Edited By Steve J on 22/07/2020 11:36:15

Peter Christy22/07/2020 12:23:57
1921 forum posts

Just bear in mind that a new pack of Eneloops will have between 3 and 4 times the capacity of your old NiCads. If you run them flat, they will take a lot longer to fully charge on your old charger.

As long as you are aware of this, then fine, carry on as normal. But also Eneloops can be "fast charged" in an hour or so, but for that you need a modern "peak detect" charger.

I would recommend a peak detect charger anyway, as it prevents overcharging - one of the main causes of the dreaded "black wire corrosion"!

--

Pete

sqweaka22/07/2020 12:48:06
38 forum posts
4 photos
Posted by Peter Christy on 22/07/2020 12:23:57:

Just bear in mind that a new pack of Eneloops will have between 3 and 4 times the capacity of your old NiCads. If you run them flat, they will take a lot longer to fully charge on your old charger.

As long as you are aware of this, then fine, carry on as normal. But also Eneloops can be "fast charged" in an hour or so, but for that you need a modern "peak detect" charger.

I would recommend a peak detect charger anyway, as it prevents overcharging - one of the main causes of the dreaded "black wire corrosion"!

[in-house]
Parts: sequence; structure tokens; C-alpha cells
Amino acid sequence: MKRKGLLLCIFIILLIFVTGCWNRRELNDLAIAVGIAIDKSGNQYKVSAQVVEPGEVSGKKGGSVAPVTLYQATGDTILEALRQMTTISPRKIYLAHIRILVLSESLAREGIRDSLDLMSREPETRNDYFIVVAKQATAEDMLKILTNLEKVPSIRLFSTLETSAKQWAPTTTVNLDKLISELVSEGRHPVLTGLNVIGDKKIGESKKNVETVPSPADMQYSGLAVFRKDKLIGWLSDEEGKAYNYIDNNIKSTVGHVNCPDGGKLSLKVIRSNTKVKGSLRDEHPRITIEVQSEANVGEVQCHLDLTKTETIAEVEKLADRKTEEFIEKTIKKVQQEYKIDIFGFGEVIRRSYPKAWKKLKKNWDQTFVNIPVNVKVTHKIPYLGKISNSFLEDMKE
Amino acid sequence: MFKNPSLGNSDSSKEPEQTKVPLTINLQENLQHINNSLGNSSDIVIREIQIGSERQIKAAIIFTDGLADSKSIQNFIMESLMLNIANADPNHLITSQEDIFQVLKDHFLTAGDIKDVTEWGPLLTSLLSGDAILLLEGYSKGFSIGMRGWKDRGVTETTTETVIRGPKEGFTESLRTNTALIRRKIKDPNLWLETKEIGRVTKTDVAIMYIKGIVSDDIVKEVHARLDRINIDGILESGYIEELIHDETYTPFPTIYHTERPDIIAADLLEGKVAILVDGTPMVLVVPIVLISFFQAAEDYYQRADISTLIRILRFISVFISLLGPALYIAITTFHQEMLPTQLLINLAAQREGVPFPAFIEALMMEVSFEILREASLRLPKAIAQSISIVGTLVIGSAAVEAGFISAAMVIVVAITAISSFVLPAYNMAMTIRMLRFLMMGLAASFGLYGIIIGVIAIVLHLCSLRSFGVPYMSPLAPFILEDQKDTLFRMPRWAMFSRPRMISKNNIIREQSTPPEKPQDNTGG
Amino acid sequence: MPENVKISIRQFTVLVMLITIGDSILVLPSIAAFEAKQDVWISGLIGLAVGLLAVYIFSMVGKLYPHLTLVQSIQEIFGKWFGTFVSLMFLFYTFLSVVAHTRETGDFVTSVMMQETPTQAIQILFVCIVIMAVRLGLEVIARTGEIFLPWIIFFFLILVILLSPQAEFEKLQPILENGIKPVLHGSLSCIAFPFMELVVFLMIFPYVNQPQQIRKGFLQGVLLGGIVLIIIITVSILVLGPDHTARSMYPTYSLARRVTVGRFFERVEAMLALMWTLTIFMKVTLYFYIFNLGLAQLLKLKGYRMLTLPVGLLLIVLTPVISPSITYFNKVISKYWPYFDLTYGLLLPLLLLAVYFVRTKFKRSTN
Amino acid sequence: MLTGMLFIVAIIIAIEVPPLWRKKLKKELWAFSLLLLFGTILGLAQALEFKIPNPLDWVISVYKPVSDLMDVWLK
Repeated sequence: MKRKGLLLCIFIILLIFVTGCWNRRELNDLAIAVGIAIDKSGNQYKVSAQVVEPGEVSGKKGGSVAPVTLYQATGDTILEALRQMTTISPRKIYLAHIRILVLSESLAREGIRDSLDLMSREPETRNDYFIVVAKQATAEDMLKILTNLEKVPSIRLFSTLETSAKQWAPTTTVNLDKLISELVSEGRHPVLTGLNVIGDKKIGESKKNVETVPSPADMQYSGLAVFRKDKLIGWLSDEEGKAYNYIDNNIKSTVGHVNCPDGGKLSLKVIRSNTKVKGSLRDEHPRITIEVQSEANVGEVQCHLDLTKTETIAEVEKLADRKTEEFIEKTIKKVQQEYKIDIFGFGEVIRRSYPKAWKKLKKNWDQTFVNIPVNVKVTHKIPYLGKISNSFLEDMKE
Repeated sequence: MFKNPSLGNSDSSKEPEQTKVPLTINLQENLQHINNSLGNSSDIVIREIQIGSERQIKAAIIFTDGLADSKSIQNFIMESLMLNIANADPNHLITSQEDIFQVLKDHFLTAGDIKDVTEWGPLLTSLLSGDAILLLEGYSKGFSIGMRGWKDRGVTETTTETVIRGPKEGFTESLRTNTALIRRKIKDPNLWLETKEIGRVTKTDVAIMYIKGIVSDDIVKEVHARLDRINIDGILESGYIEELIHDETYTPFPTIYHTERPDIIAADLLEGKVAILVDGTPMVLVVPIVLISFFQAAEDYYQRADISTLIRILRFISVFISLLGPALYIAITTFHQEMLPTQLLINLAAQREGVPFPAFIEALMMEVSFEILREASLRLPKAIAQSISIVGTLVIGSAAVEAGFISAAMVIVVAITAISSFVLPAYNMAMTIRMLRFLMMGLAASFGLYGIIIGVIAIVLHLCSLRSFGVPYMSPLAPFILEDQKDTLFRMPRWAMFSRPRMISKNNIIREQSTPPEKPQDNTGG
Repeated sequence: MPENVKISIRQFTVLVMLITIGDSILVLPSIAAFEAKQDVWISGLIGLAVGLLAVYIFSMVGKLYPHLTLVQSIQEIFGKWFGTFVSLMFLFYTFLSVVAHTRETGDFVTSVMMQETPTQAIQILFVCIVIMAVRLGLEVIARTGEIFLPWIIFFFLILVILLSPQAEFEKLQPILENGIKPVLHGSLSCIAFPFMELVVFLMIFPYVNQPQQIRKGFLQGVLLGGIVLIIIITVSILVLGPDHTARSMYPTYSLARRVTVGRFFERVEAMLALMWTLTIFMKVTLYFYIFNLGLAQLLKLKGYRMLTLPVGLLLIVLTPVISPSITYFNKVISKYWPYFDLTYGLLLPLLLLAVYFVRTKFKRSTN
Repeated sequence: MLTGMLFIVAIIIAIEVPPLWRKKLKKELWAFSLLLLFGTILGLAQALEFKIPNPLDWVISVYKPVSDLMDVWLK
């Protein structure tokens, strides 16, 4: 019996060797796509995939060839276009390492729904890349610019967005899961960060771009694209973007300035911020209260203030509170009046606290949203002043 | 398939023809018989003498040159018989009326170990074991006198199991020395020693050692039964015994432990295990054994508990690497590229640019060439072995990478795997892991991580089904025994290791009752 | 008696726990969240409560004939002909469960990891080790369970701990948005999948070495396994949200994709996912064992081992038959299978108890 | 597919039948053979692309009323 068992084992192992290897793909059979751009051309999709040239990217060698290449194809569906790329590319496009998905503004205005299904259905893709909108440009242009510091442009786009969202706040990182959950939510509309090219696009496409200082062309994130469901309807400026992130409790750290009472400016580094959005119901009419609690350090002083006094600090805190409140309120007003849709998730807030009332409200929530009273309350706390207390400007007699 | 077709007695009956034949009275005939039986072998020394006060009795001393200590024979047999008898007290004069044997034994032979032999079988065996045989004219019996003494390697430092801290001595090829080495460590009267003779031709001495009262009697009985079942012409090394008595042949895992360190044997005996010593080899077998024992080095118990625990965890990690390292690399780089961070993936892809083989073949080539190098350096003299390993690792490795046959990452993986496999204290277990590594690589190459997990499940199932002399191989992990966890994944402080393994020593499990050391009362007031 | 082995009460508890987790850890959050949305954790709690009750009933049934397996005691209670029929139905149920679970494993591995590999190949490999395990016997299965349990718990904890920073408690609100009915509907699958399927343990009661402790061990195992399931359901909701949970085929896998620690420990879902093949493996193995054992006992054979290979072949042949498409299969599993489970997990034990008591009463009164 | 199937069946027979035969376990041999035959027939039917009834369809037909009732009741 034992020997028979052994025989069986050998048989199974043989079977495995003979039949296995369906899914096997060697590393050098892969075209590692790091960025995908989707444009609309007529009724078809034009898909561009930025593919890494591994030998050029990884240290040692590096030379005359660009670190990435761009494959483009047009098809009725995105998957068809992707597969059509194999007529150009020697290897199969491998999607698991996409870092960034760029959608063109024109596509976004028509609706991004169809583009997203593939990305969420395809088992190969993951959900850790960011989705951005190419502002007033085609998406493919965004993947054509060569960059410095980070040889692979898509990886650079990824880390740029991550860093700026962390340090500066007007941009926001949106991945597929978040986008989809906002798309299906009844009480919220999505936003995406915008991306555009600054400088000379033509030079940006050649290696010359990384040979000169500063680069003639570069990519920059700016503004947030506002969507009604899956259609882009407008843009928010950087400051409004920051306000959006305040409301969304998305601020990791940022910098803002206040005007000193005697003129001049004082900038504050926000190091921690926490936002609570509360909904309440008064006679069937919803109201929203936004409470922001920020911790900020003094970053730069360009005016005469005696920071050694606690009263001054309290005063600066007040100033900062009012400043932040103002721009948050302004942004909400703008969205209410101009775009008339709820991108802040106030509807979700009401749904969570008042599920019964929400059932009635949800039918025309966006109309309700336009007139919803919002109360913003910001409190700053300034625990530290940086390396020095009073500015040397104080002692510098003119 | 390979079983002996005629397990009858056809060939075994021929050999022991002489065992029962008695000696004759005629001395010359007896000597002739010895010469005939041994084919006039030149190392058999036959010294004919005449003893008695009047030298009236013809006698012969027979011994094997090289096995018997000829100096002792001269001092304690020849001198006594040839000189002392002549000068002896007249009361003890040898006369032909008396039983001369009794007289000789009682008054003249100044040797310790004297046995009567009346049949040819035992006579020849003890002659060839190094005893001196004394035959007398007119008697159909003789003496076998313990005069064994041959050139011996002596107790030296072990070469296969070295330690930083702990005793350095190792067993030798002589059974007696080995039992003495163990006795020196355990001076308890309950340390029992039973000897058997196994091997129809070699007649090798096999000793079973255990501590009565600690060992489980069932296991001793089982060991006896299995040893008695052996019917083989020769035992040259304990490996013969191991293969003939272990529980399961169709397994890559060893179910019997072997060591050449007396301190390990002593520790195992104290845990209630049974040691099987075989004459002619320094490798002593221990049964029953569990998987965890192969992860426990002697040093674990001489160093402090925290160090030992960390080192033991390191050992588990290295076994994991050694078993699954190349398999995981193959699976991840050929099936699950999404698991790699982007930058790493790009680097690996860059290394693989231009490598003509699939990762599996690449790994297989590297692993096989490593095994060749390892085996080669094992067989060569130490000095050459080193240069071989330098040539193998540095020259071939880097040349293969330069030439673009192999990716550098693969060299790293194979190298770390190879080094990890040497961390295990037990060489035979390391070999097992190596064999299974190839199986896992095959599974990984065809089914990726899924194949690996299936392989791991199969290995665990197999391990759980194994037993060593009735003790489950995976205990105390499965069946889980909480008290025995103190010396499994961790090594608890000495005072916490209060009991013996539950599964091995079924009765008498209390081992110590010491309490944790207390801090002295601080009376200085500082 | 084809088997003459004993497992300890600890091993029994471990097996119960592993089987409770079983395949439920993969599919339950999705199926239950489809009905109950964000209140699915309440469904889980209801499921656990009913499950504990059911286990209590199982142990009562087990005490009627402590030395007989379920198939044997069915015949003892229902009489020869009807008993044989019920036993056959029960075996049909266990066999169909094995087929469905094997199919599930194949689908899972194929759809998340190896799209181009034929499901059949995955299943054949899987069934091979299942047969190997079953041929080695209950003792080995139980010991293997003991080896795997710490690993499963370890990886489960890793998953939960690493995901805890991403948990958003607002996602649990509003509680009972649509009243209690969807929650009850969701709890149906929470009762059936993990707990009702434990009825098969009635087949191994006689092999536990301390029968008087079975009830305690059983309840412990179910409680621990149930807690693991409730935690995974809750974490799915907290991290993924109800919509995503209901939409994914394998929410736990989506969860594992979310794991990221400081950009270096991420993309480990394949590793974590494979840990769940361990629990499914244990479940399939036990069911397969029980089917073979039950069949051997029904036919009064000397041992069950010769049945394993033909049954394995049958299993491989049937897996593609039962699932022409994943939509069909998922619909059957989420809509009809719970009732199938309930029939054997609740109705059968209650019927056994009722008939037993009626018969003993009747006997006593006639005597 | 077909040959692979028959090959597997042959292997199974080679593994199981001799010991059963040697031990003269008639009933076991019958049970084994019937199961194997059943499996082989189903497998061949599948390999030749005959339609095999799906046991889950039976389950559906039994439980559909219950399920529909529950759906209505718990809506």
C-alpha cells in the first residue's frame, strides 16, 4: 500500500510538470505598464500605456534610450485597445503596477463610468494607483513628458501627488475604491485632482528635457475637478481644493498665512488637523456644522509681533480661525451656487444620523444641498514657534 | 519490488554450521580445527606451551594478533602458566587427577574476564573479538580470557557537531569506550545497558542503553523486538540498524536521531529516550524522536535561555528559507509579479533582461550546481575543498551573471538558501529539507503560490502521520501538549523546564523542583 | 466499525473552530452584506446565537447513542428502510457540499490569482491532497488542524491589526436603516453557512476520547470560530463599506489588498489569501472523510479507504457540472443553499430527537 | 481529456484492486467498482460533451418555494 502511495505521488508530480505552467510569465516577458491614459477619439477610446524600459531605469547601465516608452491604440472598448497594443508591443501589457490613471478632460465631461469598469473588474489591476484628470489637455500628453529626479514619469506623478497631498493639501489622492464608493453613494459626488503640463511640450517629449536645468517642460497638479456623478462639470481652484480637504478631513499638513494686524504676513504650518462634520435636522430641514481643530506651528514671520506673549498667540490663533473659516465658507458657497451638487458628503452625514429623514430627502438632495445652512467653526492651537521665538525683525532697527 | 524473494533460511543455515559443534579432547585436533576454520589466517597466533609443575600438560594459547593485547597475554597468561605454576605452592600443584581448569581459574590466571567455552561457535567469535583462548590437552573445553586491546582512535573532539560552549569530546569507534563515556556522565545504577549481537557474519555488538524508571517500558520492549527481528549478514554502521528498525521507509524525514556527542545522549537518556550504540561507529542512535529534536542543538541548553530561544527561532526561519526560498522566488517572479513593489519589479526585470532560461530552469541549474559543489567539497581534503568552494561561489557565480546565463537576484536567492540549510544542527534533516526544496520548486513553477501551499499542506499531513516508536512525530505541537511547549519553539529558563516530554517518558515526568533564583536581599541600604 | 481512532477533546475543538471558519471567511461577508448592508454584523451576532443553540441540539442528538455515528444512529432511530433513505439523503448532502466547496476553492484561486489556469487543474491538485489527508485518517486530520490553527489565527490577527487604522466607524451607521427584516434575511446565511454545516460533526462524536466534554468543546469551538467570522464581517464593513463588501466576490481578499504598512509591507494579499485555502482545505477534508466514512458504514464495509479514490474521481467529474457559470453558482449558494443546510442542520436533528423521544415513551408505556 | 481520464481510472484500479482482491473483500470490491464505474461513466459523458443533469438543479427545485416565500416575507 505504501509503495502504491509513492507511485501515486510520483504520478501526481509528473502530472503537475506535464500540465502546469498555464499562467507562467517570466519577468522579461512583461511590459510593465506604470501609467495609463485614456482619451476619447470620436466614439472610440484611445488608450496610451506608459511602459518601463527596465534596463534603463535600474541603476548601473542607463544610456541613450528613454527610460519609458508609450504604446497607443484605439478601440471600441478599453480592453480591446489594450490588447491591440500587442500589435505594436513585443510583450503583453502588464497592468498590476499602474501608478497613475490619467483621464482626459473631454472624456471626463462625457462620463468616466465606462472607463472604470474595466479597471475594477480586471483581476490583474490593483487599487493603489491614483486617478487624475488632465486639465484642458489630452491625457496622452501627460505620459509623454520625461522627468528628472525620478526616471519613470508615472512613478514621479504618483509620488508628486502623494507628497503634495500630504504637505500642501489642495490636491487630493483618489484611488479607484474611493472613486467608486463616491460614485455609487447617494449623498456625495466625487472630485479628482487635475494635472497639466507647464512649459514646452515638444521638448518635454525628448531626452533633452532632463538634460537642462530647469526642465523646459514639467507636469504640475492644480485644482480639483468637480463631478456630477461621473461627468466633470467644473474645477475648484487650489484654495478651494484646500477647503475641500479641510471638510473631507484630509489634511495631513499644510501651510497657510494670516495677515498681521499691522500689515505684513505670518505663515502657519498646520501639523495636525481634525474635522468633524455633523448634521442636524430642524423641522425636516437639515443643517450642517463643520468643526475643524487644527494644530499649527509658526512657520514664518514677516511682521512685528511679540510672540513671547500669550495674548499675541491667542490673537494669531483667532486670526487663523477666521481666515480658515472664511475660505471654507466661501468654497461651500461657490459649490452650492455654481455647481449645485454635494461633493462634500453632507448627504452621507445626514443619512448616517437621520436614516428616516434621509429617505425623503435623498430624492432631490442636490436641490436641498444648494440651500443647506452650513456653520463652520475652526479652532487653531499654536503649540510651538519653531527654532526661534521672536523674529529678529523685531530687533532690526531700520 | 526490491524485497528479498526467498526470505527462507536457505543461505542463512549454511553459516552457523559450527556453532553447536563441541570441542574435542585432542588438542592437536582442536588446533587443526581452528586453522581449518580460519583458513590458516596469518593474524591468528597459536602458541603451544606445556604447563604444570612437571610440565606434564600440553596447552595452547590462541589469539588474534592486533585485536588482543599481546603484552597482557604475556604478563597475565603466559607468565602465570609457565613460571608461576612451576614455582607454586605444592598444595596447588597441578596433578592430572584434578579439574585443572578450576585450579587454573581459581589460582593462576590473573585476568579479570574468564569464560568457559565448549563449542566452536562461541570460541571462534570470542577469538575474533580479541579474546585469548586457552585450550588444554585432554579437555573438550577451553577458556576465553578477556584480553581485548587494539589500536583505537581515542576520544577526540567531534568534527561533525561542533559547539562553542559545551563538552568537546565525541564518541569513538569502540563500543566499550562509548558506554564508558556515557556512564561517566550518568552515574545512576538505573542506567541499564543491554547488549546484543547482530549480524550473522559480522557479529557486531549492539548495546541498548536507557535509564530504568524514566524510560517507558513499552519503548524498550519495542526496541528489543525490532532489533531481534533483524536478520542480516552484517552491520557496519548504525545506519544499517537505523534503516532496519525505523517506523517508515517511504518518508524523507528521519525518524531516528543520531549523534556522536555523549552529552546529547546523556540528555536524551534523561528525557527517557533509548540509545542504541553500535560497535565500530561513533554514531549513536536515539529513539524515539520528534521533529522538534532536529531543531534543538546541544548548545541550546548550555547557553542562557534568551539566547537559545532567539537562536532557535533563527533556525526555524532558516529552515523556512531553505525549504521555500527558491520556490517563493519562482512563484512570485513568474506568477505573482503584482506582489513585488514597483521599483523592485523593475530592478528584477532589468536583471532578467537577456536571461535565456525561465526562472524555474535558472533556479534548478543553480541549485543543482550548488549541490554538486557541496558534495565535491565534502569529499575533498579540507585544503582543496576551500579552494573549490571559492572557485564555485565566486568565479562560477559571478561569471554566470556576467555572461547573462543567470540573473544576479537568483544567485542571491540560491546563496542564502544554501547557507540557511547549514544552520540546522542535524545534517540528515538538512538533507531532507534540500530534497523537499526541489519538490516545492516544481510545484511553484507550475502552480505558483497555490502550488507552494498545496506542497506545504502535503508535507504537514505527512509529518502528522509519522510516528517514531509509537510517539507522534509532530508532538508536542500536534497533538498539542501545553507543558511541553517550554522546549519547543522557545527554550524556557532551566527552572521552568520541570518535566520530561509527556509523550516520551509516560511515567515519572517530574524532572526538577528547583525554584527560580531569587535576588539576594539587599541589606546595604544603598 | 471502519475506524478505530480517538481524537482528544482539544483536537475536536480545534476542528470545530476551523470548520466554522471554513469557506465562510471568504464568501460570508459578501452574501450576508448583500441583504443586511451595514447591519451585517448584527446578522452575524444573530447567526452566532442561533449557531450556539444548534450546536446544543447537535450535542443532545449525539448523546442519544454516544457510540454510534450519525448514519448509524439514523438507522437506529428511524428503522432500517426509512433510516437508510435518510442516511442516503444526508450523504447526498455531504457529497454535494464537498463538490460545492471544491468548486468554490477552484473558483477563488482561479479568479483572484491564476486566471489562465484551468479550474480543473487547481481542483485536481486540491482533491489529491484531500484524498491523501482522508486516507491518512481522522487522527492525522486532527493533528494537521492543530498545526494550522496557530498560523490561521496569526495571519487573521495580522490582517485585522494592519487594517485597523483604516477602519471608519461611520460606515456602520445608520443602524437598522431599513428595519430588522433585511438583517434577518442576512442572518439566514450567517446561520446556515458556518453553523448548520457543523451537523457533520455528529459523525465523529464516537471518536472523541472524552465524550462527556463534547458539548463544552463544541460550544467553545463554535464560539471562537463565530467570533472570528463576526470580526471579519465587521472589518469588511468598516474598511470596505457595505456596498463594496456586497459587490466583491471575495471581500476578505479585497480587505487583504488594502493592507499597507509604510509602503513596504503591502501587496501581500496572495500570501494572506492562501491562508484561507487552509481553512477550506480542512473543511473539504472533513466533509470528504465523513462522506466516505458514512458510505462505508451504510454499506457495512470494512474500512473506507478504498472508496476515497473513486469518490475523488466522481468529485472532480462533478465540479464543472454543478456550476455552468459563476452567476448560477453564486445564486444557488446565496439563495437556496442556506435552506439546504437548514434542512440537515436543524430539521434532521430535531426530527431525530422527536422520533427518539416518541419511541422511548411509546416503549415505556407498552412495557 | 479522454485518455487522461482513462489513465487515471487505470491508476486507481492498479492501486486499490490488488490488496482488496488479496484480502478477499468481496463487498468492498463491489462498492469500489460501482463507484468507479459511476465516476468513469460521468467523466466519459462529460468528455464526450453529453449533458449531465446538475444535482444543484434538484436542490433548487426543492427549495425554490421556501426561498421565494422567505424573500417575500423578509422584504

--

Pete

ah... ive just found in the loft an old ripmax ac/dc peak detect nicad/nimh charger i forgot i couldn't sell when i got rid of all my old gear ... result!

Keith Miles 222/07/2020 13:05:41
501 forum posts
6 photos

As said, NiMh cells can be treated in pretty much the same way as NiCd although if the charger has a dedicated NiMh charge facility, best to use that, of course.

They are more environmentally friendly and also do not suffer from the NiCd “memory effect” (reducing capacity over time due to “top-up charging).

”Eneloop” are definitely the best choice for their low self-discharge qualities making for fuss free long term storage at full charge. If you can do an annual recycle, so much the better.

Edited By Keith Miles 2 on 22/07/2020 13:14:26

Richard Clark 222/07/2020 18:26:43
424 forum posts

If using an old fast charger make sure it can be set to 'Nimh'. as the peak is much smaller than Nicad so if not set the charger may not detect the peak and keep charging until an Nimh battery gets very hot and blows up or melts

sqweaka22/07/2020 18:56:30
38 forum posts
4 photos
Posted by Richard Clark 2 on 22/07/2020 18:26:43:

If using an old fast charger make sure it can be set to 'Nimh'. as the peak is much smaller than Nicad so if not set the charger may not detect the peak and keep charging until an Nimh battery gets very hot and blows up or melts

The charger has a switch for Nicad or Nimh, so should be good Richard

Denis Watkins22/07/2020 20:29:18